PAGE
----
Monday, April 28, 2014

Social media and Civil Society

Social media encourages one to express, its effects have infused our into common syntax- ‘selfie’, ‘slash’, “hashtag”  have become words of the year or come close to being ordained so.  It seems social media also encourages less benign emotional expressions, as well- a man’s political or religious beliefs often inspire some of the angriest conversations on the social media. At times, really perceptive parleys can take place on social media platforms, but just too often, a posted article or controversial status open up outpouring of ridicule, offense, and disdain.
Though we still remain far from the world imagined by Michael Crichton in “Disclosure” where we actually meet with people in the virtual world by using more than our keyboards, it is a fact that these virtual communities and interactions in which knitted brows and glares which are sensed and not seen - have a profound impact on our exchanges and thoughts in real life. Cyber-bullying is a great example of how social media communication has some very real effects. The worst part about cyber bullies is that they behave with even lesser sense of responsibility because of the relative anonymity and distance lent by the platform itself.
Some 73% of online adults in US now use a social networking site of some kind. Facebook is the dominant social networking platform in the number of users, but a striking number of users are now diversifying onto other platforms. Some 42% of online adults now use multiple social networking sites. In addition, Instagram users are nearly as likely as Facebook users to check in to the site on a daily basis. These are among the key findings on social networking site usage and adoption from a 2013 survey from the Pew Research Centre’s Internet Project.
McKinsey Global Institute’s July 2012 survey finds that more than 1.5 billion people around the globe have an account on a social networking site, and almost one in five online hours is spent on social networks— increasingly via mobile devices.
The use of social technologies has led to the adoption of new behaviors across social, economic and cultural spheres. All forms of social interaction from weddings, politics or just plain talk are happening over social media. New social bonds are formed and broken over social media. Earlier advice was sought from social contacts made in the real world to determine which movie to watch, which neighborhood to live in, which maid to hire- now it takes place online and often from people whom we have never met. The ‘likes’ garnered on facebook often spur us on to lose more weight or feel applauded for a culinary creation.  New authors, musicians, artists can create an overnight market for their products if they manage to catch sufficient attention online and go ‘viral’- This may have just ended up being a good thing. The huge untapped wealth of mental ability is finding new ways to collaborate and create online.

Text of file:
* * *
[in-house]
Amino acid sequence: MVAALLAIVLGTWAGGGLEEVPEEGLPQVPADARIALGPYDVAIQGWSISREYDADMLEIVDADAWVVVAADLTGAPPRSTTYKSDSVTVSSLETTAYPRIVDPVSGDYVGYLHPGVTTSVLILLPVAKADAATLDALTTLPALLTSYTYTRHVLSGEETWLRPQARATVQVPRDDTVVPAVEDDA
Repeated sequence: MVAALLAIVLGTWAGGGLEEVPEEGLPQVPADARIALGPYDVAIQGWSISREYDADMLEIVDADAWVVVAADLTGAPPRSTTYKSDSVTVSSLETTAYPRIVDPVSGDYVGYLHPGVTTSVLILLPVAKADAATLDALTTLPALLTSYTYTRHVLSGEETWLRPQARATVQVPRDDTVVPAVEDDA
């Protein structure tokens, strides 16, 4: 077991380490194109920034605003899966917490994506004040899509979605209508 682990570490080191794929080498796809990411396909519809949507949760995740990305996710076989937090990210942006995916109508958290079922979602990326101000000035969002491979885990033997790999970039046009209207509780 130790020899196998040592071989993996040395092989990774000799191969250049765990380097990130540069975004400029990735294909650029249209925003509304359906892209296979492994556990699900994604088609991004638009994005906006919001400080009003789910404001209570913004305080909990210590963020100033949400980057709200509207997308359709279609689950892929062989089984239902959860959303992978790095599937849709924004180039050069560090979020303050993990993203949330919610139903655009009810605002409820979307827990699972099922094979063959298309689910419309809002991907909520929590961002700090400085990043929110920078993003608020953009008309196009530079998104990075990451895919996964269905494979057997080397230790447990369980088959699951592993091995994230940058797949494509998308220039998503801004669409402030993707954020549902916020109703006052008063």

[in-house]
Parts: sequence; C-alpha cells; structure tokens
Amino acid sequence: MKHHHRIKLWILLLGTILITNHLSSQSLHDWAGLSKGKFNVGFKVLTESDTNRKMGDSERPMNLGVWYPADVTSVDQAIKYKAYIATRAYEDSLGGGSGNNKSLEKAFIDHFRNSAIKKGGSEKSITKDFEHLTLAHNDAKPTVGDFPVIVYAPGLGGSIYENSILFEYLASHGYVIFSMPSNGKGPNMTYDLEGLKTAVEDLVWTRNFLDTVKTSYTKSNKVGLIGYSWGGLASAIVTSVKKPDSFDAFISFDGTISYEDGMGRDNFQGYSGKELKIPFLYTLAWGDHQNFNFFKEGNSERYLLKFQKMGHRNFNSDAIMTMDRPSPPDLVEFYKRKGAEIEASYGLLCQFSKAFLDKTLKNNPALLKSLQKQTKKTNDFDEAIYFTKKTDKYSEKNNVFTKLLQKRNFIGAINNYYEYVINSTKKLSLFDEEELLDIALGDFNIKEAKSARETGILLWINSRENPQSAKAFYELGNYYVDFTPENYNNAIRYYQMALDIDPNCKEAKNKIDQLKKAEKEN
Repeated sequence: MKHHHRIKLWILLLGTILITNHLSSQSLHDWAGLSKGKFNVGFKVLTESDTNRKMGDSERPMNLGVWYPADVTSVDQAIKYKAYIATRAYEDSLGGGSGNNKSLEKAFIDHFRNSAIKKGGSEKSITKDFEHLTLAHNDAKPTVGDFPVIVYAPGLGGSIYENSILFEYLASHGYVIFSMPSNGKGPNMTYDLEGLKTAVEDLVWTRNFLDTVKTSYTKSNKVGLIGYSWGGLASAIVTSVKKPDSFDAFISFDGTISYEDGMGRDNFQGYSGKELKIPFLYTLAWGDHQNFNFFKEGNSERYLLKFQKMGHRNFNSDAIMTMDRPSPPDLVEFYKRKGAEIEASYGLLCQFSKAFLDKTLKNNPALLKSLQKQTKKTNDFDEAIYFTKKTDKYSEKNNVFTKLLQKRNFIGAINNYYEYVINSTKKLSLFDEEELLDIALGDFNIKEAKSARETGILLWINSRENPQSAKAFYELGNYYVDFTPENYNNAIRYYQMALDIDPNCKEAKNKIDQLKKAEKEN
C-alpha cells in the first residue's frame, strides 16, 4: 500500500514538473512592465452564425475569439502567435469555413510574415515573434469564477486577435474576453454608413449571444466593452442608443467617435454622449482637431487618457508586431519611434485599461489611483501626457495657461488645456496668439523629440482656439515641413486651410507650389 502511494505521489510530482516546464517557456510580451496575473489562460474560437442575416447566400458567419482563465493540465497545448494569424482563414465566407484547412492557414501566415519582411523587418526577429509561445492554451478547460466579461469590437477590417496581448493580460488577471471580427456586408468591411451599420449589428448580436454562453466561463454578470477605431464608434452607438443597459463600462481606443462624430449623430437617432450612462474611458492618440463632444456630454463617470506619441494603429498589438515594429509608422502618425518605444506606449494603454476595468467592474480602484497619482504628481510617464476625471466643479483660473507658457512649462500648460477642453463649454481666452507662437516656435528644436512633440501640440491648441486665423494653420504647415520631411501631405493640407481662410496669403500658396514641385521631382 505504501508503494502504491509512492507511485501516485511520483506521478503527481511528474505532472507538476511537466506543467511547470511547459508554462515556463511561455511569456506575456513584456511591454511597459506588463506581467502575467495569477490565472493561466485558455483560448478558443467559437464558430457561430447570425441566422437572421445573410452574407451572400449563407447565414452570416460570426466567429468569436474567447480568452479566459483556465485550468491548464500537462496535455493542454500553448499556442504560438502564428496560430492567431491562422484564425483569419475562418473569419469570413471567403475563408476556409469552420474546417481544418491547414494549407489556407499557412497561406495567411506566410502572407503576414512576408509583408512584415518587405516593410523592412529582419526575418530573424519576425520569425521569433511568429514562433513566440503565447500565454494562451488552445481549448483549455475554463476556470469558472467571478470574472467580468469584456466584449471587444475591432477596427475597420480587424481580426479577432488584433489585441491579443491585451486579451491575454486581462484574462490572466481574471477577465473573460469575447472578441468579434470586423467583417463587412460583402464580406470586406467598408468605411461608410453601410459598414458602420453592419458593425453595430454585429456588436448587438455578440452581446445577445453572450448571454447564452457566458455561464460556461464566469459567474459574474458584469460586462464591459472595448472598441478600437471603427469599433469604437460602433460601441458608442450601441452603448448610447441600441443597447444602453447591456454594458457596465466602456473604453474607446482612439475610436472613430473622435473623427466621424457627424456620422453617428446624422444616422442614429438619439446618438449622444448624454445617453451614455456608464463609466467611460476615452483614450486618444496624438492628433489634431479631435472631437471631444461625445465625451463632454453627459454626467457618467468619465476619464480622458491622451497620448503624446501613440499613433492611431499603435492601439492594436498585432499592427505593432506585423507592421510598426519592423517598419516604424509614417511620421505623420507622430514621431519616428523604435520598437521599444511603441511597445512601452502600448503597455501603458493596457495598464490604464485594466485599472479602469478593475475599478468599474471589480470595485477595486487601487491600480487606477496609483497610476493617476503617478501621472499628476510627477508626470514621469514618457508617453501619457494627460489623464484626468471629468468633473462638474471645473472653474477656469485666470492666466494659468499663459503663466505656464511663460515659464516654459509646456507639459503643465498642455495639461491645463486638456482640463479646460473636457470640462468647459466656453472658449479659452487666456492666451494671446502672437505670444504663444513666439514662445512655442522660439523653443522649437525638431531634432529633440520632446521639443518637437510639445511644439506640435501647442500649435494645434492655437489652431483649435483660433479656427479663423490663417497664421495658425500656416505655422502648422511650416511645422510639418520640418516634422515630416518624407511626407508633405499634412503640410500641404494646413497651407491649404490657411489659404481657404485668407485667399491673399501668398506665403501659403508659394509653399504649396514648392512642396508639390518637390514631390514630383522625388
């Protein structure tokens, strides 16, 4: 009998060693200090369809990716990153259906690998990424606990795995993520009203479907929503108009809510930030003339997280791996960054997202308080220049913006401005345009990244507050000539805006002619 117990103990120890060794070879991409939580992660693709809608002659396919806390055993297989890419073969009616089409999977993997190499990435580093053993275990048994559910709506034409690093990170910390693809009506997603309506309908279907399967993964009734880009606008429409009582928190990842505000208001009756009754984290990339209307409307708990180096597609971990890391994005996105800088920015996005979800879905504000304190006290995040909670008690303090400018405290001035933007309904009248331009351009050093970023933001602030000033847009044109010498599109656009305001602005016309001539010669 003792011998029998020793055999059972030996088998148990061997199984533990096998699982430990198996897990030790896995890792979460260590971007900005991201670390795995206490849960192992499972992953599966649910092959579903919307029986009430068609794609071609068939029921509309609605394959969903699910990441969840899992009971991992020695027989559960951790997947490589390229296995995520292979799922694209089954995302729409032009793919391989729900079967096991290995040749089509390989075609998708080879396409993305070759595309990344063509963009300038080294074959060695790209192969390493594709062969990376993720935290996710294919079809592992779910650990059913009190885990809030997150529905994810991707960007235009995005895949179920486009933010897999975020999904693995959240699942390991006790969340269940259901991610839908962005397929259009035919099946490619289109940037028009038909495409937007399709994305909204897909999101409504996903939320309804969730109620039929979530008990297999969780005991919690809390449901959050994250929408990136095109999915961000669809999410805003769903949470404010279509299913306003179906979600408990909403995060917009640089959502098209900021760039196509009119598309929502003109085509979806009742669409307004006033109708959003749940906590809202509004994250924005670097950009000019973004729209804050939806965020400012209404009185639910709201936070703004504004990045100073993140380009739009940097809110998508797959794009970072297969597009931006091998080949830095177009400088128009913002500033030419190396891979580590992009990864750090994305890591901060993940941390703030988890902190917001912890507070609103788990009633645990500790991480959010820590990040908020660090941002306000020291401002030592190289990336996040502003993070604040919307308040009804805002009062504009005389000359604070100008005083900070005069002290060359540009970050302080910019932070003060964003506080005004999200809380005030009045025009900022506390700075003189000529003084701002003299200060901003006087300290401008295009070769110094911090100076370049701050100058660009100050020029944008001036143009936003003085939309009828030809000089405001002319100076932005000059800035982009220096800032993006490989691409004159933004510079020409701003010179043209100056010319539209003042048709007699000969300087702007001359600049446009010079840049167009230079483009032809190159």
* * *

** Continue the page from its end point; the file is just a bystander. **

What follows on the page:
Companies too are turning to social media to gather insights about products and services people like by tapping into what consumers do and say to one another on social platforms, which provides unfiltered feedback and behavioral data (what they like and what they do not), to engage in crowdsourcing new product ideas, managing logistics, setting up supply chains and even to raise productivity of knowledge workers.  
The speed of adoption of such technologies and platforms is unprecedented and scalability is easy. The same McKinsey Report puts it that while it took commercial television 13 years to reach 50 million households and Internet service providers three years to sign their 50 millionth subscriber, it took Facebook just a year to hit 50 million users. It took Twitter nine months In May 2012; Facebook logged its 900 millionth user. It is estimated that 80 percent of the world’s online population use social networks on a regular basis (now of course Facebook has over a billion users).
Perhaps the change brought about by social media is akin to that brought about by the growth of high rise buildings. For a long time, the high rises were impossible to make- technology being the limiting factor and then they discovered how to use steel in structures. Tall buildings transformed not only the physical landscape but also modified the social scene. They also brought in new problems which had to be solved like that of ‘vertical policing and fire fighting’, about finding faster ways to move people up and down the floors etc. They created new living spaces which often are now designed with the theme of ‘live, work and play’.  Similarly, social media technologies are here to stay. They will and are having an impact on how we interact with each other- they increase the interface, but reduce the face- to – face interaction, demand new social skills, change the way we look for information, think and act as also the speed with which events happen. Etiquette is being refashioned. Crimes too have now taken on a dimension of the virtual world requiring new laws, codes, jurisprudence and skills to control.

As they say, change is the only permanent thing in this world- time now to prepare for another big one.  

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